The Basic Cocktails Everyone Should Know How to Make
#Adulting: You pay your bills. You buy your groceries. You throw dinner parties. You’ve stocked your bar. Now it’s time to learn to make a proper drink. If you know these five cocktails, says Kevin Burke, bar manager at Denver’s Colt & Gray, you can make just about anything, from other classics to your own riffs.
The old-fashioned is sexy and easy: Take a cube of sugar, muddle it in a rocks glass with two or three dashes of Angostura bitters, then add ice and two ounces of whiskey. Which whiskey? "This is a great template to explore the nuances of American whiskey, Scotch and even aged rums," Burke says. He also says the rye old-fashioned is currently the most popular drink at Colt & Gray.
Perhaps the king of whiskey cocktails, this classic is a mix of two parts whiskey to one part sweet vermouth, plus a couple dashes of Angostura bitters. Stir this drink with ice and serve it up with a cherry. Mix things up by using other brown spirits; sub Scotch for bourbon or rye, and you’ve got a Rob Roy. Or trade out the vermouth for other aromatized wines; Burke suggests Bonal, Dubonnet or an off-dry sherry.
Martini enthusiasts are often exacting about their specs, and everyone’s specs differ. For a dry martini, try five parts gin to one part dry vermouth and maybe a dash or two of orange bitters; however, I prefer a one-to-one ratio of gin to vermouth. Build your cocktail in a mixing glass over ice and stir—James Bond had to insist that the drink be shaken, because that’s not the norm. Strain into a coupe and garnish with a lemon twist.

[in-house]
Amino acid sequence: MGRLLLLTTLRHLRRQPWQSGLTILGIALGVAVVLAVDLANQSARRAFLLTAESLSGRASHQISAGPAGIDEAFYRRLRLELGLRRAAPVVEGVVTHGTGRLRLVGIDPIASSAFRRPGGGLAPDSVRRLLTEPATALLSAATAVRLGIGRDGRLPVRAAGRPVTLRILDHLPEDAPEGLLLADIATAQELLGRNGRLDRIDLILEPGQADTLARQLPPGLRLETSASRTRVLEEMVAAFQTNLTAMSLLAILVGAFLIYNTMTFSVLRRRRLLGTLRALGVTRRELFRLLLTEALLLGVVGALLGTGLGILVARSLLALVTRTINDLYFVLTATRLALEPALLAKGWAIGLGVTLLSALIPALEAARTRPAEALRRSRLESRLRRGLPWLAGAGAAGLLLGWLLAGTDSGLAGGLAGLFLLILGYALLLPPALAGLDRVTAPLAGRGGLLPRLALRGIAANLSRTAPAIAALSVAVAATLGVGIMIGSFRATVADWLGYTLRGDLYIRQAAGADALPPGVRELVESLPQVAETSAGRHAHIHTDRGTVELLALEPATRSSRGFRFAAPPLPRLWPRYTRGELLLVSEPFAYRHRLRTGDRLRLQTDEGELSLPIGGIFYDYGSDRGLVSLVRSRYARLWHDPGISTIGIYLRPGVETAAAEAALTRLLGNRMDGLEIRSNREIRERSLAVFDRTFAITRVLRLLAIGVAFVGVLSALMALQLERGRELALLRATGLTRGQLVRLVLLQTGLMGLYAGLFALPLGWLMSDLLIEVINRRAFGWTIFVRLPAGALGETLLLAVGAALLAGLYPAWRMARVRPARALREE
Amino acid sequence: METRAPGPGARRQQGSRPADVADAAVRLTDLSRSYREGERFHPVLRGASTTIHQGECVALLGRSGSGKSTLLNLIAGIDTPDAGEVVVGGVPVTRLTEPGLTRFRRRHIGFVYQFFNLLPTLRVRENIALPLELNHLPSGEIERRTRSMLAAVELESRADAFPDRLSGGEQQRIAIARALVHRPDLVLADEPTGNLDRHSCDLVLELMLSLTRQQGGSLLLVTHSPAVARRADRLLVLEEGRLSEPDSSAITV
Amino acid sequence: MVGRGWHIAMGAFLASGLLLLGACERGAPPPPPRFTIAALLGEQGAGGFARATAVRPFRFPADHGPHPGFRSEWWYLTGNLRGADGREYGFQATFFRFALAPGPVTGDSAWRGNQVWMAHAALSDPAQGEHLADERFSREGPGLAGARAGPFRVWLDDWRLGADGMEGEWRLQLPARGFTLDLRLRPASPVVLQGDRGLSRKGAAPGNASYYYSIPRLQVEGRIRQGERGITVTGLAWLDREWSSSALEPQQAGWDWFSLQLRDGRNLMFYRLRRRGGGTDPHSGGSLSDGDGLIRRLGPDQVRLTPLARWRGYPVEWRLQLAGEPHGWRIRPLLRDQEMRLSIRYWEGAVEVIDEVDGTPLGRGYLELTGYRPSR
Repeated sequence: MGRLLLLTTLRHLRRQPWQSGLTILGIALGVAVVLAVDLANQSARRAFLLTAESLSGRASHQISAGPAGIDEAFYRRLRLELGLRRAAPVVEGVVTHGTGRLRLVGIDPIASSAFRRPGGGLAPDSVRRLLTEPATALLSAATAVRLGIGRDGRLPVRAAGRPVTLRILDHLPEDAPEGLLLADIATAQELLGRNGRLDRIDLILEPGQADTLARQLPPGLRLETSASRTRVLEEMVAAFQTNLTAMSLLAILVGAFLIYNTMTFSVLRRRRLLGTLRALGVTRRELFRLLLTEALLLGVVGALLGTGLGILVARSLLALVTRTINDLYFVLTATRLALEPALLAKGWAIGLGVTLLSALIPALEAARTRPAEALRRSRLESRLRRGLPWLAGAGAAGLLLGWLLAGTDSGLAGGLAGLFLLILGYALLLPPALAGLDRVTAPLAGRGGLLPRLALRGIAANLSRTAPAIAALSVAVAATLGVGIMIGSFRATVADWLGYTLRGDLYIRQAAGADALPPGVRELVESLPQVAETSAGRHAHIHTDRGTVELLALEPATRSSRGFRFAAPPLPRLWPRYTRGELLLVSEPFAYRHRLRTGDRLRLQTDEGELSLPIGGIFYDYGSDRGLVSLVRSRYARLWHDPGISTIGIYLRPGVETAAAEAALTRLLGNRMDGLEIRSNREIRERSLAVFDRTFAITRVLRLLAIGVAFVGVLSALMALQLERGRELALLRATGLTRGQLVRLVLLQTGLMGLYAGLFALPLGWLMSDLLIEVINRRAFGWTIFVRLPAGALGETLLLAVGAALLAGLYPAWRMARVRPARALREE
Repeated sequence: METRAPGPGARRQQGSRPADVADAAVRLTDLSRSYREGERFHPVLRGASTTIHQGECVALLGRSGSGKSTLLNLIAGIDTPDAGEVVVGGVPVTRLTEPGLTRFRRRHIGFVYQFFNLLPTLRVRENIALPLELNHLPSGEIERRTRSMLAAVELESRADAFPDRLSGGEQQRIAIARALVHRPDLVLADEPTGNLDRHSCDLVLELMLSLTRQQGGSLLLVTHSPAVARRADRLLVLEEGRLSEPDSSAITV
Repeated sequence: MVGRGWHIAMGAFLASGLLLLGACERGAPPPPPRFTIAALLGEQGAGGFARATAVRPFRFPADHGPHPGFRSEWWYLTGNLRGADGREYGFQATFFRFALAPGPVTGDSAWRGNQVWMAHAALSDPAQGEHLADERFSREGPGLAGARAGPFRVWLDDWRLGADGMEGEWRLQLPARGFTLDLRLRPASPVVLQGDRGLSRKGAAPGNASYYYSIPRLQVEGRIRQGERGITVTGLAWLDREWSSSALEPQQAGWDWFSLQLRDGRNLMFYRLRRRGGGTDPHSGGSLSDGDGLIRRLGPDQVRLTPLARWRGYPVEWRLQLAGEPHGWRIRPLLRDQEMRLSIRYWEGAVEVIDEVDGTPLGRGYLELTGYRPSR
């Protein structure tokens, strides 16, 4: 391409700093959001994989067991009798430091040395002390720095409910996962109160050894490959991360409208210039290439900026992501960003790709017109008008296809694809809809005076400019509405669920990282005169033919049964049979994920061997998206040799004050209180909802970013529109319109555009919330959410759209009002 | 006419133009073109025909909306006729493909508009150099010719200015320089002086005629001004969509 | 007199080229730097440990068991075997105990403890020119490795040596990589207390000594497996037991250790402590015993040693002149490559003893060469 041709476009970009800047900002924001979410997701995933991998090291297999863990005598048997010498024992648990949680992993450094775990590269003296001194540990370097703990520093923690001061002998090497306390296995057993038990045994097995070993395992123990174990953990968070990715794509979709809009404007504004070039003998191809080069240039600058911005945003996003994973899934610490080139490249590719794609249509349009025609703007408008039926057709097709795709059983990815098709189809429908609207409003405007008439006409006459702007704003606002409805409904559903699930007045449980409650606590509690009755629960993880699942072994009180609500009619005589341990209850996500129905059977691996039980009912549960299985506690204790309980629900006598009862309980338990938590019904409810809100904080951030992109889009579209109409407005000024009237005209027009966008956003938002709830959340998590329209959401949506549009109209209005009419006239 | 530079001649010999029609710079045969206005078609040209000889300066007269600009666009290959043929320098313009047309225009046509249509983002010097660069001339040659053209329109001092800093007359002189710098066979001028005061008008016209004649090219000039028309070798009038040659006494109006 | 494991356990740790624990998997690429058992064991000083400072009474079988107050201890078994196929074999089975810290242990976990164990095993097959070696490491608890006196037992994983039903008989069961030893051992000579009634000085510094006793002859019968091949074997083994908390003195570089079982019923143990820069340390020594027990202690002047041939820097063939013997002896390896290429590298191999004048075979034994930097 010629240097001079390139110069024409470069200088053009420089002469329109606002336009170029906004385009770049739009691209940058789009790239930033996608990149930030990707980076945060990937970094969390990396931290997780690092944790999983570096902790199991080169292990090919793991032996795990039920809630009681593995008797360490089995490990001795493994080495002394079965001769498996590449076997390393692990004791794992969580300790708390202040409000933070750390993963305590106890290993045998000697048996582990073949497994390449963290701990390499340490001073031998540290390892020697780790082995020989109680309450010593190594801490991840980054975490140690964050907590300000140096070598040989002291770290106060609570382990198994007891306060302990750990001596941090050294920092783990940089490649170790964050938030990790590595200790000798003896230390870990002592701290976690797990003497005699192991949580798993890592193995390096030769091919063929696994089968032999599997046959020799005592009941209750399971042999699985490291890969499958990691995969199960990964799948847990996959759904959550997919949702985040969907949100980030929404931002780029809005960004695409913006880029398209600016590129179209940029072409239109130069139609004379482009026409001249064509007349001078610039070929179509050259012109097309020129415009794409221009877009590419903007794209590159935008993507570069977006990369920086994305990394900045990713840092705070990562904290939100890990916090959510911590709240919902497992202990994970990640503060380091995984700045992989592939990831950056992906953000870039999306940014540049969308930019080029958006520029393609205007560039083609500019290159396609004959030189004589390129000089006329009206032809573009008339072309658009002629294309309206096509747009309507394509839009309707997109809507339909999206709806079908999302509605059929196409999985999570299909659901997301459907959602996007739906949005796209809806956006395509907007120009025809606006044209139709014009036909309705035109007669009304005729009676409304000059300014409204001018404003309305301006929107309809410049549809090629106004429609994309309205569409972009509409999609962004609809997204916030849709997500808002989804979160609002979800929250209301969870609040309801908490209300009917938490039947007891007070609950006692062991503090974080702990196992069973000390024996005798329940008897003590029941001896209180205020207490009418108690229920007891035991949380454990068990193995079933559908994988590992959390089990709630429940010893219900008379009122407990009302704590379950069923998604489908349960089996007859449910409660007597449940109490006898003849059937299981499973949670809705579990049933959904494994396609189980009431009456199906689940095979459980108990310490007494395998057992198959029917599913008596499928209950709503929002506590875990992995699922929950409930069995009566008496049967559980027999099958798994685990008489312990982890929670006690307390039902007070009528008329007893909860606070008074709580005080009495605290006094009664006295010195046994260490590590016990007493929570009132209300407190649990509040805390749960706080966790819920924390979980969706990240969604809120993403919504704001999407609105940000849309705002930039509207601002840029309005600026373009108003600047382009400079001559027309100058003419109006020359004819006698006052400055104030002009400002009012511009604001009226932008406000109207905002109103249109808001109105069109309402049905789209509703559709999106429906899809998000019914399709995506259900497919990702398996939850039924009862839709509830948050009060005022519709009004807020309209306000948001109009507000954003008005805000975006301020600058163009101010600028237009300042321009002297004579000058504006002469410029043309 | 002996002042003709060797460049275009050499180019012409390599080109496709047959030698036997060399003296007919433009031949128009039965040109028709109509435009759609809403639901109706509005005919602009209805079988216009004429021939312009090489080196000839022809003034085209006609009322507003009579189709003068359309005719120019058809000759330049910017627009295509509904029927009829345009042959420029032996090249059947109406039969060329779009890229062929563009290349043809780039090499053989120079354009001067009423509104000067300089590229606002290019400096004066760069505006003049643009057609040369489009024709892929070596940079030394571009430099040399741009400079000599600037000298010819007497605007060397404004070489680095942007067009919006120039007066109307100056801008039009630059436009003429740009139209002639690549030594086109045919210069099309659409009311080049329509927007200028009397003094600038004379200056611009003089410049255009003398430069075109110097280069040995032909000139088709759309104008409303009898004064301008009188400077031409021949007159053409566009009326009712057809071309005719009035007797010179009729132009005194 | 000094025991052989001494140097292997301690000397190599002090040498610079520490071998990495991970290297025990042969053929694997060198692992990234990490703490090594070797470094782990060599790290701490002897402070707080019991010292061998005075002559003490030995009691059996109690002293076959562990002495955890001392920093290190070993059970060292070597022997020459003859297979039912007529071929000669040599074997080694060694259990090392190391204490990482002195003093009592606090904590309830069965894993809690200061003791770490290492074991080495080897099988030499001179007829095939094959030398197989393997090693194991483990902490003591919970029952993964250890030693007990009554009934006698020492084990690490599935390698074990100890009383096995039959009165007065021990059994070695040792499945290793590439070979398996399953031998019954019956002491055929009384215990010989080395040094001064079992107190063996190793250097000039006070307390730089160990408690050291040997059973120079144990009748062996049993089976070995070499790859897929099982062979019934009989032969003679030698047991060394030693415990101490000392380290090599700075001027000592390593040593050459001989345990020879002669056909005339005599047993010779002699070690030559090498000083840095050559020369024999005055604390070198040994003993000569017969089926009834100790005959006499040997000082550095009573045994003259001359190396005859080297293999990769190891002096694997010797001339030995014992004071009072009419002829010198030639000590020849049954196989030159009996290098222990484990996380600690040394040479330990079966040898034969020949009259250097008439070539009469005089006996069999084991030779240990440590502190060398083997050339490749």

Once you’ve mastered the daiquiri, you’ve mastered the sour, so you can apply this recipe to the spirit of your choice. Build a daiquiri with four parts rum, two parts fresh-squeezed lime juice and one part simple syrup. (Make simple syrup by mixing one part sugar and one part water, then boiling it until combined.) Shake the mix over ice and strain it into a coupe. Like a sweeter drink? Try a ratio of 2:1:1. Sub whiskey for rum for a whiskey sour, tequila for a Tommy’s-style margarita.
The margarita is technically classified as a daisy cocktail: a sour cocktail sweetened with liqueur. Start with four parts tequila, two parts fresh-squeezed lime and one part triple sec, then shake over ice. Apply that same ratio to cognac, lemon and triple sec for a sidecar; vodka, cranberry plus lime, and triple sec for a Cosmopolitan. These all tie back to the Jack Rose, built with applejack, lemon juice and grenadine.
Laura Shunk is a food and travel writer and noodle addict who spent a year researching Asia's food culture. Follow her on Instagram at @laurashunk.
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